Inside the home, authorities found the bodies of Christopher Dilly, 26, and Jessica Lally, 25, dead of suspected drug overdoses, according to police.
Also inside the home were three other children — ages 5 years, 3 years and 9 months.
The children were unharmed but still taken to a hospital to be checked out, then placed with the county’s department of children, youth and families.
The case cast a light on Allegheny County’s epidemic of drug overdoses — and their impact on families.
“There is an opioid overdose epidemic in the U.S., and Allegheny County is not immune,” county health officials said in a recent report.
There were 422 opioid-overdose deaths in Allegheny County last year, according to the report — the largest death toll in county history. “And the upward trend continues.”
The report noted that Allegheny County, which includes McKeesport and the city of Pittsburgh, “has experienced fatal overdose rates higher than those seen throughout Pennsylvania and many other states” during the past decade.
Illustrating their point, authorities told NBC affiliate WPXI that the double overdose at the 7-year-old’s home was the second they had responded to on that block in less than a day.
Speaking before the state legislature last week in Harrisburg, Gov. Tom Wolf (D) told lawmakers that the opioid epidemic facing Pennsylvania is “a public health crisis, the likes of which we have not before seen. Every day, we lose 10 Pennsylvanians to the disease of addiction. This disease does not have compassion, or show regard for status, gender, race or borders.
“It affects each and every Pennsylvanian, and threatens entire communities throughout our commonwealth. The disease of addiction has taken thousands of our friends and family members. In the past year alone we lost over 3,500 Pennsylvanians — a thousand more lives taken than the year before.”
Wolf added that “addiction too often is an invisible problem. ... But in Pennsylvania the problem is visible: In the lives lost. The families broken. The communities shaken.”
Nationwide, opioids such as heroin and prescription pain relievers killed more than 28,000 people in 2014, more than any year on record, according to the Centers for Disease Control and Prevention. At least half of all opioid overdose deaths involved a prescription drug, the CDC said, adding that the number of overdose deaths involving opioids has nearly quadrupled nationwide since 1999.
Behind the grim statistics are haunting scenes of overdose victims — and the children affected by their parents’ addictions.
Last month, a Family Dollar store employee in Massachusetts recorded a toddler in pink pajamas crying and pulling on her unconscious mother, who had overdosed and collapsed in the toy aisle.
The mother, who survived, was charged with child endangerment. Her daughter was placed under the care of child protective services.
Also last month, authorities in the Ohio city of East Liverpool released a photo of a man and a woman overdosing inside a vehicle that police said had been moving erratically. The driver was barely conscious; the passenger was turning blue. In the back: a 4-year-old boy restrained in a car seat.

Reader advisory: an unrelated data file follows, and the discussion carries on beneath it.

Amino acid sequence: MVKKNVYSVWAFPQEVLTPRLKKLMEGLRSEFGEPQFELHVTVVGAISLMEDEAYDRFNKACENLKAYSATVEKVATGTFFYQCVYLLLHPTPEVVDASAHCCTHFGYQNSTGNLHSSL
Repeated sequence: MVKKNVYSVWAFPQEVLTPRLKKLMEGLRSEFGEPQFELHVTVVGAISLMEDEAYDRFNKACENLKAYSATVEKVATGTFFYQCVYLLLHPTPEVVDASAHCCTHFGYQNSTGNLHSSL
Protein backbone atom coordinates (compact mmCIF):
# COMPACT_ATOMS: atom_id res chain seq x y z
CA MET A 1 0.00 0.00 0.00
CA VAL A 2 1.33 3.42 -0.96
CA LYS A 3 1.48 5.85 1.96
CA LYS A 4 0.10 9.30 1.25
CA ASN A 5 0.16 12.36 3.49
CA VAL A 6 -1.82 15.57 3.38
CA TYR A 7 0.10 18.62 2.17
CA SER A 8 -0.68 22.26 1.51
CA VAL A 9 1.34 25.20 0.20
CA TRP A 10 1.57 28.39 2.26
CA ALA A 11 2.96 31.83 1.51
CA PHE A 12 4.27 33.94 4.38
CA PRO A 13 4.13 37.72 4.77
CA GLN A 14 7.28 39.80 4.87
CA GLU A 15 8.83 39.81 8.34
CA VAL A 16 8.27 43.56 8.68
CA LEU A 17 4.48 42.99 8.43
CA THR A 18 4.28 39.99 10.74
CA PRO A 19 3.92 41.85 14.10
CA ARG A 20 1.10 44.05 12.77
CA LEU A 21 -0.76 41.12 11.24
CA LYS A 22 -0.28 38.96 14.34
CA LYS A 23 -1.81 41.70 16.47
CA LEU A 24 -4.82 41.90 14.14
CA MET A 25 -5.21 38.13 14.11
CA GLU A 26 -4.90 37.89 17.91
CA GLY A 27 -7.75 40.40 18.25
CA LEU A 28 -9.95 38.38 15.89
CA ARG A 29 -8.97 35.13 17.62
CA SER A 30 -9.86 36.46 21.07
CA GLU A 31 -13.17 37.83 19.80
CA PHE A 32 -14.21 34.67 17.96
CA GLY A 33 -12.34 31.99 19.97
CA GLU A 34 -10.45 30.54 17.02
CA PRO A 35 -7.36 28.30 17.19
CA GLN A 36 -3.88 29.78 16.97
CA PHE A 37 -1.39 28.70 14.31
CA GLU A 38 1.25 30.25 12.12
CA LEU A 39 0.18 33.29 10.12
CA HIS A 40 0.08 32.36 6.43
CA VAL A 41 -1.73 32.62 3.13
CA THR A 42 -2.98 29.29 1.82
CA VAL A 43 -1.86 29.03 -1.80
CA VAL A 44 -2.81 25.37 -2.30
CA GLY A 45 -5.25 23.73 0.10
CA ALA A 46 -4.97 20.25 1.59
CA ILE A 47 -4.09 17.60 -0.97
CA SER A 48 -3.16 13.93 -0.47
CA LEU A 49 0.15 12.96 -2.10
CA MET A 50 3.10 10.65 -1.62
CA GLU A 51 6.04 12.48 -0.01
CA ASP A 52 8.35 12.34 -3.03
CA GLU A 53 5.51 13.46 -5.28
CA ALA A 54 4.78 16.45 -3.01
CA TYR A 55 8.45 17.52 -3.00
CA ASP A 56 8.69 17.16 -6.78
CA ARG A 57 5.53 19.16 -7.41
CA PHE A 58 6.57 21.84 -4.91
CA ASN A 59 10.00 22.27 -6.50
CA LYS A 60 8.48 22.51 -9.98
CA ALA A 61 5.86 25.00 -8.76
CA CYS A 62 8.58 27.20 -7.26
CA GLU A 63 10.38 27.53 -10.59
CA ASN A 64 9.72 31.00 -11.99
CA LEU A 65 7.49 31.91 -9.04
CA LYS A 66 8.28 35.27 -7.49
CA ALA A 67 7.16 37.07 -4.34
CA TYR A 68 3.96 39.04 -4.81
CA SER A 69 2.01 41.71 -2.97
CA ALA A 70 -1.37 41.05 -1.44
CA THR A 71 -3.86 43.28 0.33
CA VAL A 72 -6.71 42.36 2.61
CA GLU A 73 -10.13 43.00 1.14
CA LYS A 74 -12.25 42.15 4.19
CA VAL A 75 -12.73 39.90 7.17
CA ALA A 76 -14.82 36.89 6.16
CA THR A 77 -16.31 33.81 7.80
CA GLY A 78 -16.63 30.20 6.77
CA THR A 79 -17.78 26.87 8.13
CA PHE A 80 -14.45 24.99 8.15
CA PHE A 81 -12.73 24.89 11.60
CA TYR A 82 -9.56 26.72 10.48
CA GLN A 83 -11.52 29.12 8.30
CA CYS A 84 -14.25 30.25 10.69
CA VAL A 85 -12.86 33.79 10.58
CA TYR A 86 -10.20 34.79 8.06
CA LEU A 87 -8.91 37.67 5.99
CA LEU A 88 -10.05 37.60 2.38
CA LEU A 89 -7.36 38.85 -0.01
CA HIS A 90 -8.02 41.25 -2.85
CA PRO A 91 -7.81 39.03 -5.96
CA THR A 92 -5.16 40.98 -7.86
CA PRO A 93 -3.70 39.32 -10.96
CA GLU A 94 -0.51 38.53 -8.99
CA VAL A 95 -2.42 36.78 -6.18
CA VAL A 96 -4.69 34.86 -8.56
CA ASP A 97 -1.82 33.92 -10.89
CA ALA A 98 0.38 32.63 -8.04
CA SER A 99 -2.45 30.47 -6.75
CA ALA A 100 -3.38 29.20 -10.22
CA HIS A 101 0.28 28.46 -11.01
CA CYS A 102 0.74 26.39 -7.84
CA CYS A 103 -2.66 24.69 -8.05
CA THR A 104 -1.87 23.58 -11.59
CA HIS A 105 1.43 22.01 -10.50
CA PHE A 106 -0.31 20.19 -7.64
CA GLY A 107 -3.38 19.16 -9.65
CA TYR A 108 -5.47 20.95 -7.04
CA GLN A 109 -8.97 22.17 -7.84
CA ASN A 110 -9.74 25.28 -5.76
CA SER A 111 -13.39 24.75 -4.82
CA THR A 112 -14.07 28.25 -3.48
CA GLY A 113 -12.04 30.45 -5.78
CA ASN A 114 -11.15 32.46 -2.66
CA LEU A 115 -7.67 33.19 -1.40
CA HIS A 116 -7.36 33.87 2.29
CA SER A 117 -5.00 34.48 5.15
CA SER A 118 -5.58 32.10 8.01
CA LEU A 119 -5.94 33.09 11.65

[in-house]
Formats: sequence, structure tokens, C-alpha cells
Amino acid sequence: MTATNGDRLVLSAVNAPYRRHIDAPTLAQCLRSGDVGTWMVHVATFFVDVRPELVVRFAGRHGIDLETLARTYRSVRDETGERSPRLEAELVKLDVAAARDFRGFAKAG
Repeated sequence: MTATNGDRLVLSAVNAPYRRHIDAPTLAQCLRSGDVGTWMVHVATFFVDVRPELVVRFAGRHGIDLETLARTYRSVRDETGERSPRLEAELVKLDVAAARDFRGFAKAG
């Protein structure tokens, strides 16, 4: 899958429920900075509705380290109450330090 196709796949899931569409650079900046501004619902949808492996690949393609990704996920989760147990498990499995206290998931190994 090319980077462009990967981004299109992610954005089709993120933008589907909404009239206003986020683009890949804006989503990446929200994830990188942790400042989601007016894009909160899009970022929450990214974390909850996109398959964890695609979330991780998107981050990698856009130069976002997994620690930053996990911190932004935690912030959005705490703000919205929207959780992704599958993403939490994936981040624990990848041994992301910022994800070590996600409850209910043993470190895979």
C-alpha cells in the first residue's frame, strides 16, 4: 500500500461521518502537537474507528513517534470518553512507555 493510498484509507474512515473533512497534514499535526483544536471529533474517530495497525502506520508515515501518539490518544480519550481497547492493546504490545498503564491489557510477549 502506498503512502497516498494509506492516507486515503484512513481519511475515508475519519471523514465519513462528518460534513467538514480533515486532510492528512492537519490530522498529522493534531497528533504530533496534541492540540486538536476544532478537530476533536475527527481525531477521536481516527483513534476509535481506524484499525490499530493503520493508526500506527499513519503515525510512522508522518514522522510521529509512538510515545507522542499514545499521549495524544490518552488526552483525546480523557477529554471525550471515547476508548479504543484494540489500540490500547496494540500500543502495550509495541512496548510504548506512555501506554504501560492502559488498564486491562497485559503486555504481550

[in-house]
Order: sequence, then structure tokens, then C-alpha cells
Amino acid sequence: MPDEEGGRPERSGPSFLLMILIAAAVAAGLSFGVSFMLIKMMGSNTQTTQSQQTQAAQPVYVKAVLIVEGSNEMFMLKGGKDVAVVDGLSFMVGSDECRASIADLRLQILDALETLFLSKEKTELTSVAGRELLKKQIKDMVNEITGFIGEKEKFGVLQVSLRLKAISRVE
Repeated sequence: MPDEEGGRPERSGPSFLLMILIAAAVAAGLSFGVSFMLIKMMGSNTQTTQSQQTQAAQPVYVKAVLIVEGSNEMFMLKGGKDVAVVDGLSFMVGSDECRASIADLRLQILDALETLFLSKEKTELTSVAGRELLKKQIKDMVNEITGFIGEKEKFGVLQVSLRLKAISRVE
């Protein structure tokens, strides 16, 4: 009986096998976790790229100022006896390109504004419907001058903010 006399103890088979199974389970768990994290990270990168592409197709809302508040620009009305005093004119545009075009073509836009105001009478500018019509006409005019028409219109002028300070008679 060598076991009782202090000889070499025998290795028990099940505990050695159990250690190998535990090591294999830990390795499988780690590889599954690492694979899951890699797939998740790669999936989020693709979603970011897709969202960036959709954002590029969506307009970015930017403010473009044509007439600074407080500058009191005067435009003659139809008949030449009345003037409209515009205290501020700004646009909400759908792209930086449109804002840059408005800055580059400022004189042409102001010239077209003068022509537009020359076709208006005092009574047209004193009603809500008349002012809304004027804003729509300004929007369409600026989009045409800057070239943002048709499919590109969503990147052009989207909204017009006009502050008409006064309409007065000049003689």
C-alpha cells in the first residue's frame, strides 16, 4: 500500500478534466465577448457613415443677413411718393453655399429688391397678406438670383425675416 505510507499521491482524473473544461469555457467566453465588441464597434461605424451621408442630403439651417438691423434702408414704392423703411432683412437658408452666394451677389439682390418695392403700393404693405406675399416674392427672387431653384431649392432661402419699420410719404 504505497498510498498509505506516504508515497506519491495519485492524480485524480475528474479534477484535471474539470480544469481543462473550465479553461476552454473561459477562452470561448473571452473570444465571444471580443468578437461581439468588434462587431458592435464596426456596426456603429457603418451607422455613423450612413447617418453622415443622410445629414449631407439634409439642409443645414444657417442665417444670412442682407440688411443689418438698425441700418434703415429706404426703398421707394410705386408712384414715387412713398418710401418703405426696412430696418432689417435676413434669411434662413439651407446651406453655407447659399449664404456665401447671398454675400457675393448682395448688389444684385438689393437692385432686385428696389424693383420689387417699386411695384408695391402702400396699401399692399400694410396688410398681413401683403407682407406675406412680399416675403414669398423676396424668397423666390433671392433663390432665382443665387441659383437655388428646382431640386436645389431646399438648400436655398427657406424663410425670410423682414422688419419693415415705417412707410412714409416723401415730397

Someone at the scene snapped a photo of the gruesome scene and the city posted it on its Facebook page “to show the other side of this horrible drug.”
And a photo of a Birmingham, Ala., police officer comforting a 1-month-old girl in a tiny purple gingham dress raced around the Internet after her father died of an apparent drug overdose and her mother was found near death.
The officer in the picture, Michelle Burton, told The Washington Post about the moment that night that saddened her the most. The couple’s 7-year-old daughter asked the officer to sign her homework so she could turn it in at school the next day.
“That broke my heart,” Burton said. “She said, ‘I did my work.’ She pulled it out and showed it to us. It was math homework — ‘Which number is greater? Which number is odd or even?’ … I told her, ‘Sweetie, you probably won’t have to go to school tomorrow. … But where you’re going is going to have everything you need.’ ”
She added: “It was horrible. It was a very sad situation.”
In Pennsylvania’s Lycoming County, coroner Charles Kiessling started recording the manner-of-death classification in most drug-overdose deaths as homicides earlier this year.
A lot was already being done to curb heroin use in his community, Kiessling told The Post — but using an accidental-death classification for an overdose felt as if he was “sweeping the problem under the carpet, to a certain extent.”
“They're not accidental deaths,” Kiessling said. “They’re homicides. Drug dealers are murderers. They need to be prosecuted as murderers.”
Homicide is defined as the death of an individual at the hands of another, Kiessling said; when he thought about drug deaths, the victims were dying at the hands of a dealer or supplier.
“You're killing people if you’re selling drugs,” he said.
In March, at the National Prescription Drug Abuse and Heroin Summit, President Obama called opioid abuse and overdose deaths “heartbreaking,” adding: “I think the public doesn't fully appreciate yet the scope of the problem.”